Chickamauga: The name of two creeks in Hamilton County, entering Tennessee river from opposite sides a few miles above Chattanooga. A creek of the same name is one of the headstreams of Chattahoochee River, in White County, Georgia. The Cherokee pronounce it Tsĭkăma′gĭ, applying the name in Tennessee to the territory about the mouth of the southern, or principal, stream, where they formerly had a town, from which they removed in 1782. The state, however, that it is not a Cherokee word and has no meaning in their language. Filson, in 1793, erroneously states that it is from the Cherokee language and signifies “Boiling pot,” referring to a dangerous whirlpool in the river near by, and later writers have improved upon this by translating it to mean “Whirlpool.” The error arises from confounding this place with The Suck, a whirlpool in Tennessee river 15 miles farther down and known to the Cherokee as Ûñtiguhĭ′, “Pot in the water” (see number 63, “Ûñtsaiyĭ′, the Gambler”). On account of the  hard fighting in the neighborhood during the Civil war, the stream was sometimes called, poetically, “The River of Death,” the term being frequently given as a translation of the Indian word. It has been suggested that the name is derived from an Algonquian word referring to a fishing or fish spearing place, in which case it may have originated with the Shawano, who formerly occupied middle Tennessee, and some of whom at a later period resided jointly with the Cherokee in the settlements along this part of the river. If not, Shawano it is probably from the Creek or Chickasaw.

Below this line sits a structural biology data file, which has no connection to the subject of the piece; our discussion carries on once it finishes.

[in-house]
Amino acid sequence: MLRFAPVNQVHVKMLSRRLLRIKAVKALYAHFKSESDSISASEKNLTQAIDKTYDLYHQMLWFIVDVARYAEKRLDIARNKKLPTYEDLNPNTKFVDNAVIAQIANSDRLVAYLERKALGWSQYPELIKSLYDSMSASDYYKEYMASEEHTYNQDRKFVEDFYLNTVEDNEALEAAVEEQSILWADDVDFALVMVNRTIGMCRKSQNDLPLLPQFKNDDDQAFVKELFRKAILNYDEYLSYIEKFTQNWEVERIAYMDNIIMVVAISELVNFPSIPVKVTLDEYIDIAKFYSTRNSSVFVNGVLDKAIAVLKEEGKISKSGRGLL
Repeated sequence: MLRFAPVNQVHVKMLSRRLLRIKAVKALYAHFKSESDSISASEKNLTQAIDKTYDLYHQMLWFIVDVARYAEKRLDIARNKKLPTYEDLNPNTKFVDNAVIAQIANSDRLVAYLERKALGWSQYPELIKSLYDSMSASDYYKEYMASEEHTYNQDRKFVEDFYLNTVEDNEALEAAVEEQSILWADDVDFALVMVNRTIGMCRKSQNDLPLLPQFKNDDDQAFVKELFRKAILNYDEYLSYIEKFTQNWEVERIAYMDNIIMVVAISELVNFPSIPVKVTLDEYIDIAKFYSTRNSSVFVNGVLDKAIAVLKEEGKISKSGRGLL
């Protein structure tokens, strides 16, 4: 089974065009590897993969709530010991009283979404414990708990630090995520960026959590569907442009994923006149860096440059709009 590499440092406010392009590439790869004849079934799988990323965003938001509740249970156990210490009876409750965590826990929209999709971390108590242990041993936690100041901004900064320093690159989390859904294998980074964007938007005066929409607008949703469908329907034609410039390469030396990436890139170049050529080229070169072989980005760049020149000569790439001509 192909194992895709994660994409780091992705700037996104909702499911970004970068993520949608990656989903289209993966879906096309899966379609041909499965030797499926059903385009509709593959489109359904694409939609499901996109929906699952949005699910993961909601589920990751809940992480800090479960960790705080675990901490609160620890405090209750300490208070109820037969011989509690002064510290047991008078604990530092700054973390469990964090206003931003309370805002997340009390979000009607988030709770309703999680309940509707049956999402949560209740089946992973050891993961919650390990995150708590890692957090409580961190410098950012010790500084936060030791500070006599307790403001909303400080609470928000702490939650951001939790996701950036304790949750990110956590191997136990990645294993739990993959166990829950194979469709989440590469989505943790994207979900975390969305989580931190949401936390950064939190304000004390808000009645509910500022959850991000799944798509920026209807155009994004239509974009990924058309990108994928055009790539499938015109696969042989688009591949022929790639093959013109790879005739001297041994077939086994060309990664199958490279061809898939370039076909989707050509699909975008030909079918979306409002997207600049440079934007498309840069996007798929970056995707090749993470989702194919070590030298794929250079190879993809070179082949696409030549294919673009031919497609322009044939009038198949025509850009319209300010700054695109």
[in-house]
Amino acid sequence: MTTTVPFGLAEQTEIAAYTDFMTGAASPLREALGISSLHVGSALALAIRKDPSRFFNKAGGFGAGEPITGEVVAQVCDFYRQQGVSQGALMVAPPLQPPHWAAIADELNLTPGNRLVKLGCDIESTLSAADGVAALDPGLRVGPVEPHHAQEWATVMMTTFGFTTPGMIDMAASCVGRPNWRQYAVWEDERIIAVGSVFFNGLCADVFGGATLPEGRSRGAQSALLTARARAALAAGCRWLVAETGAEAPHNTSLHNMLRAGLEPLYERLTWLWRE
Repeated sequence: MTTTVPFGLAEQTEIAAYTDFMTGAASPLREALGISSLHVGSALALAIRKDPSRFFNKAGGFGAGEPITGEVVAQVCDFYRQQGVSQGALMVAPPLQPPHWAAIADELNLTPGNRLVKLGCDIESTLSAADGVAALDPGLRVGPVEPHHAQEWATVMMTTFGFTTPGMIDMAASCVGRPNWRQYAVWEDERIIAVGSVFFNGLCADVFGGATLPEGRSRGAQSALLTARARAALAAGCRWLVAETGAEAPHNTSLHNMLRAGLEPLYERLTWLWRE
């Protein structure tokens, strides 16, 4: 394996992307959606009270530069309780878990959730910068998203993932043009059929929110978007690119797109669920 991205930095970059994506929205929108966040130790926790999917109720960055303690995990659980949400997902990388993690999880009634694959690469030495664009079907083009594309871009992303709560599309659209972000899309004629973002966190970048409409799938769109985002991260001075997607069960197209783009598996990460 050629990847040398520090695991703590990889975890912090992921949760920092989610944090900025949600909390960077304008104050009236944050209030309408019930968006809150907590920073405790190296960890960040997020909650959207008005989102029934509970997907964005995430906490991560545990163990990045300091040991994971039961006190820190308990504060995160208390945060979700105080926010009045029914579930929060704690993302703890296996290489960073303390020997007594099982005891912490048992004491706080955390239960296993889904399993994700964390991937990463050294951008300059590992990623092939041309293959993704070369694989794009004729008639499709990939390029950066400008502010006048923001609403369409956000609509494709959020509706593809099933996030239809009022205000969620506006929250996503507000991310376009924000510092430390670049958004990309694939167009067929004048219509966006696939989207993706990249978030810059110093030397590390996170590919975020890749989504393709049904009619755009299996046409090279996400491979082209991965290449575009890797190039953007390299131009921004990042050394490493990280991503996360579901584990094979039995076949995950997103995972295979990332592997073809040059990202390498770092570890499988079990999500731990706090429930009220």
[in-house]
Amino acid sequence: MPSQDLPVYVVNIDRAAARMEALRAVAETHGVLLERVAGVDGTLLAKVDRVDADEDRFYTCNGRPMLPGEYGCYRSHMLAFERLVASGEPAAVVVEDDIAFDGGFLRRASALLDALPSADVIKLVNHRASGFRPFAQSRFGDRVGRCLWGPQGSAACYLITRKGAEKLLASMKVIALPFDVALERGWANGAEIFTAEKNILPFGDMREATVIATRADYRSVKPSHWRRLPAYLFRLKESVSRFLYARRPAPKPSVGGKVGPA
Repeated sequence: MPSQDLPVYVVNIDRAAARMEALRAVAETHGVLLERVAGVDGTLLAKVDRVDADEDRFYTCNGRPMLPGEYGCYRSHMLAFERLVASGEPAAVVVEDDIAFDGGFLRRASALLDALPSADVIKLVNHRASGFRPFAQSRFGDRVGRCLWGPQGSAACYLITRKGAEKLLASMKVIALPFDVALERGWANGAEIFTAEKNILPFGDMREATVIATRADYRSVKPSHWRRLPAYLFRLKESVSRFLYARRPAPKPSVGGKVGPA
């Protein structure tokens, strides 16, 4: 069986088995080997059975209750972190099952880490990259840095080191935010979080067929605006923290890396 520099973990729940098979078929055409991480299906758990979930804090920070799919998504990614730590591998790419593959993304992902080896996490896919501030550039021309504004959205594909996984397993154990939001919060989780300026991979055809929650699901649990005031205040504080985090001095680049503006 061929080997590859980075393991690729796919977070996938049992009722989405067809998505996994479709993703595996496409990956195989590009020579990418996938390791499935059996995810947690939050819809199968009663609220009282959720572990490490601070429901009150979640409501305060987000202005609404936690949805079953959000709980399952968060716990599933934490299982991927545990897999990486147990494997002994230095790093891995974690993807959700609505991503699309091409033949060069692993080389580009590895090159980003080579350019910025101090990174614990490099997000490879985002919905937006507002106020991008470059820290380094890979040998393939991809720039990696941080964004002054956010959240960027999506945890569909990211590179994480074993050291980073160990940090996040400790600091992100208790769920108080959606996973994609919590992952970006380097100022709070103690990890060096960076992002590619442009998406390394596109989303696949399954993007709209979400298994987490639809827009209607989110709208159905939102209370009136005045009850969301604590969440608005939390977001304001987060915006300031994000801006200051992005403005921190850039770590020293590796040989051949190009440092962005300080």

Concerning “Chickamauga gulch,” a canyon on the northern stream of that name, a newspaper writer gives the following so-called legend, which it is hardly necessary to say is not genuine: The Cherokees were a tribe singularly rich in tradition, and of course so wild, gloomy, and remarkable a spot was not without its legend. The descendants of the expatriated semi-barbarians believe to this day that in ages gone a great serpent made its den in the gulch, and that yearly he demanded of the red men ten of their most beautiful maidens as a sacrificial offering. Fearful of extermination, the demand was always complied with by the tribe, amid weeping and wailing by the women. On the day before the tribute was due the serpent announced its presence by a demoniacal hiss, and the next morning the fair ones who had been chosen to save the tribe were taken to the summit of a cliff and left to be swallowed by the scaly Moloch.